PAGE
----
“I think there have been a lot of missed opportunities,” said Michael Schwalb, co-GM of advertising at JW Player. “If you’re an advertiser who wants to reach people who are cooking enthusiasts, and the cooking video they are watching happens to live on USA Today, you might not reach those people if the text content on the page doesn’t include the right keywords or terms. As the number one source of video views on the web, powering billions of views every month across the digital media sites worldwide, JW Player has unrivaled insight into digital video consumption. We’re excited to be working with Oracle to provide solutions for video targeting and brand safety that advertisers have been missing.”

TVSquared Launches Global Cross-Platform, Multi-Touch Attribution Solution
TV attribution specialist TVSquared this week launched a new platform which it says powers always-on attribution across all forms of video advertising. The company says the solution combines robust coverage of streaming publishers and media owners with household-level data, helping to join the dots between linear and digital TV advertising. “Together, linear and digital is giving the TV industry the greatest scale and reach potential of all time,” said Jo Kinsella, president at TVSquared. “We have strategic partnerships across the advertising ecosystem to create the most robust closed-loop attribution solution in the world. This means we can power independent TV measurement for advertisers and publishers – from direct streaming services to DSPs and MVPDs.”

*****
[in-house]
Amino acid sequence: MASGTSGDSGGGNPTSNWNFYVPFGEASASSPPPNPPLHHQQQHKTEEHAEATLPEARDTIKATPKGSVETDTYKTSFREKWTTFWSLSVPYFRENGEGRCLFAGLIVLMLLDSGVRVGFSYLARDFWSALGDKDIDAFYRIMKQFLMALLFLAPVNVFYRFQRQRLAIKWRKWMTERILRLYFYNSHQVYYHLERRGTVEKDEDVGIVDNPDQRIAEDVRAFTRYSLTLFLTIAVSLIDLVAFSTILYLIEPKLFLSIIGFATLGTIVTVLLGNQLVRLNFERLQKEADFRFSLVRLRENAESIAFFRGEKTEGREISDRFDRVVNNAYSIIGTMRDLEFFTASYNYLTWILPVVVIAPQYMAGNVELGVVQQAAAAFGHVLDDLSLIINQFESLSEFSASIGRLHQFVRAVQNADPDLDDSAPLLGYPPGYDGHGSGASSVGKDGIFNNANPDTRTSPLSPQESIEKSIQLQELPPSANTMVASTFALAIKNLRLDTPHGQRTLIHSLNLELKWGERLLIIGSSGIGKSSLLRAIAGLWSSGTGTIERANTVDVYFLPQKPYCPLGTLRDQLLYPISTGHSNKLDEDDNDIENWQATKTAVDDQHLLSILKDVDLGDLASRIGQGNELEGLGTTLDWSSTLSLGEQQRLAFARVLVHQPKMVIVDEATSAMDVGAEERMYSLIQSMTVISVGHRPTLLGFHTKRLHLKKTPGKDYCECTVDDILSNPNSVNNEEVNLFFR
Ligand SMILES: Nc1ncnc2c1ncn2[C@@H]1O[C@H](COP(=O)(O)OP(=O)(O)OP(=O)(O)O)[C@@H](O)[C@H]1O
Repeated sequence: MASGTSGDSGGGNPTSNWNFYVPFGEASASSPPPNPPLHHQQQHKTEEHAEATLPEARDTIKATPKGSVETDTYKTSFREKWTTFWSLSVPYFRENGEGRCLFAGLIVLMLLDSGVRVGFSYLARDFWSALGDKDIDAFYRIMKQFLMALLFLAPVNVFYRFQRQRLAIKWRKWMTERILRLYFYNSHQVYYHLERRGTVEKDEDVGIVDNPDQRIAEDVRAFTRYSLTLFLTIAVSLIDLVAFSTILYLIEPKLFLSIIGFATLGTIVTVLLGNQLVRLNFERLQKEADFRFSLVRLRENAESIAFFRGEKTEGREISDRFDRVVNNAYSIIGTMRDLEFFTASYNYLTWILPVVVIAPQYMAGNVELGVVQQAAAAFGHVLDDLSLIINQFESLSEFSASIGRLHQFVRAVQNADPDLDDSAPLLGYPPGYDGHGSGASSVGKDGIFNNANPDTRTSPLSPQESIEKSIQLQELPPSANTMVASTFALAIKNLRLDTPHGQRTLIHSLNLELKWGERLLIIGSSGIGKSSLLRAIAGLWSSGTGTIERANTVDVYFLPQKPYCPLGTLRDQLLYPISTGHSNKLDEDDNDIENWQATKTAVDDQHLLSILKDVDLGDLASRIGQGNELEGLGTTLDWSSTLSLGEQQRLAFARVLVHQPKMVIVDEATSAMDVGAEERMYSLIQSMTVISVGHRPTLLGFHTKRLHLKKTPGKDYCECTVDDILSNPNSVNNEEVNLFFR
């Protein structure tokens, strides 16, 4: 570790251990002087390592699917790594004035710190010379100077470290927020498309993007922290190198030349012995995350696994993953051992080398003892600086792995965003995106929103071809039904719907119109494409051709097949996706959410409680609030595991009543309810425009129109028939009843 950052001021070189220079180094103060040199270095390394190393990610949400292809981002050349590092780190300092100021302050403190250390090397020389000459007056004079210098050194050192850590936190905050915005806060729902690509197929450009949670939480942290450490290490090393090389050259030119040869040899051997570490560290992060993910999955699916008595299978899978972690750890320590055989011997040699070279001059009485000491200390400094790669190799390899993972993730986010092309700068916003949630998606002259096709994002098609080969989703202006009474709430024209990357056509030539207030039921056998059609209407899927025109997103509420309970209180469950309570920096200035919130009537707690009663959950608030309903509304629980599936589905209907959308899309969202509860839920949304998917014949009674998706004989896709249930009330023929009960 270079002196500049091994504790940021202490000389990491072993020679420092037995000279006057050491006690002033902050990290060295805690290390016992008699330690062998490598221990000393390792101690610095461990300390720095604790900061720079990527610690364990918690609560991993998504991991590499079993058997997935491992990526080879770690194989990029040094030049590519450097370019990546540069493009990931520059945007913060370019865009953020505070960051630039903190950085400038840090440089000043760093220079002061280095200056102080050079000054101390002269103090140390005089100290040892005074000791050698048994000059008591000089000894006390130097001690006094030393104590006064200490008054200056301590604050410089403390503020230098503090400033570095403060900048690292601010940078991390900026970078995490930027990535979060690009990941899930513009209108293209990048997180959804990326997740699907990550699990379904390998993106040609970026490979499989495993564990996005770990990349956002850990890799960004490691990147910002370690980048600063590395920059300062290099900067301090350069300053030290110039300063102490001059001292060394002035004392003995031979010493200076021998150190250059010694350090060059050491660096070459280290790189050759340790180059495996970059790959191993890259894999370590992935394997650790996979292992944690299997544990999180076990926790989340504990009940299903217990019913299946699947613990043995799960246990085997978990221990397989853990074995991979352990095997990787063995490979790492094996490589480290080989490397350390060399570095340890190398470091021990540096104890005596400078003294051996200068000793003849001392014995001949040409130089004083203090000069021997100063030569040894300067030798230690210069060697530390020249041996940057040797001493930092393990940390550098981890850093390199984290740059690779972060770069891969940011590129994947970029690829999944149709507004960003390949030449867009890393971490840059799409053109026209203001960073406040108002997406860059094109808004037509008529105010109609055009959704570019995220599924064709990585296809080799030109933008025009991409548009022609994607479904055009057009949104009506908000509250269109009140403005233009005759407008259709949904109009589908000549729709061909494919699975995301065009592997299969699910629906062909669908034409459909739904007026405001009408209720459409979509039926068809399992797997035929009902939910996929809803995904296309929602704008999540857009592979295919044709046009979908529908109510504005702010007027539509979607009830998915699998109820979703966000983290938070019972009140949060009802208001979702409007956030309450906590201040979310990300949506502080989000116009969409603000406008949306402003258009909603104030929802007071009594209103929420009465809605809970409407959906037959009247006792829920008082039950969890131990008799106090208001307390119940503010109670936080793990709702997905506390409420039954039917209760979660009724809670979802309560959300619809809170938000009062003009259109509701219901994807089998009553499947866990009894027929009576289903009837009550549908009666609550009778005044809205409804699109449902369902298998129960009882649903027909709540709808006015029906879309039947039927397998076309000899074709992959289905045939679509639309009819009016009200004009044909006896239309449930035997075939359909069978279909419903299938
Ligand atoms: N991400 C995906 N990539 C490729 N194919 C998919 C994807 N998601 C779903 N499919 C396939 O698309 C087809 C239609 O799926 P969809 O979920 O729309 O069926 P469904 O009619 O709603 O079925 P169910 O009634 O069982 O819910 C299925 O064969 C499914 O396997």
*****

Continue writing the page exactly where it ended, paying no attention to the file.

AdEx Launches its Advertising Platform to the Public
AdEx Network, an ad tech company working with blockchain, announced this week it has opened up its advertising platform to all users following 300 successful campaigns in private beta. AdEx claims to have been the first startup to release an open-source protocol for decentralised advertising in 2018, and the first ad network storing information about ad delivery on the Ethereum blockchain. In AdEx’s platform, information about ad impressions is stored on a public ledger, and both publishers and advertisers transact directly on that platform, which AdExc says increases transparency and cuts the risk of ad fraud.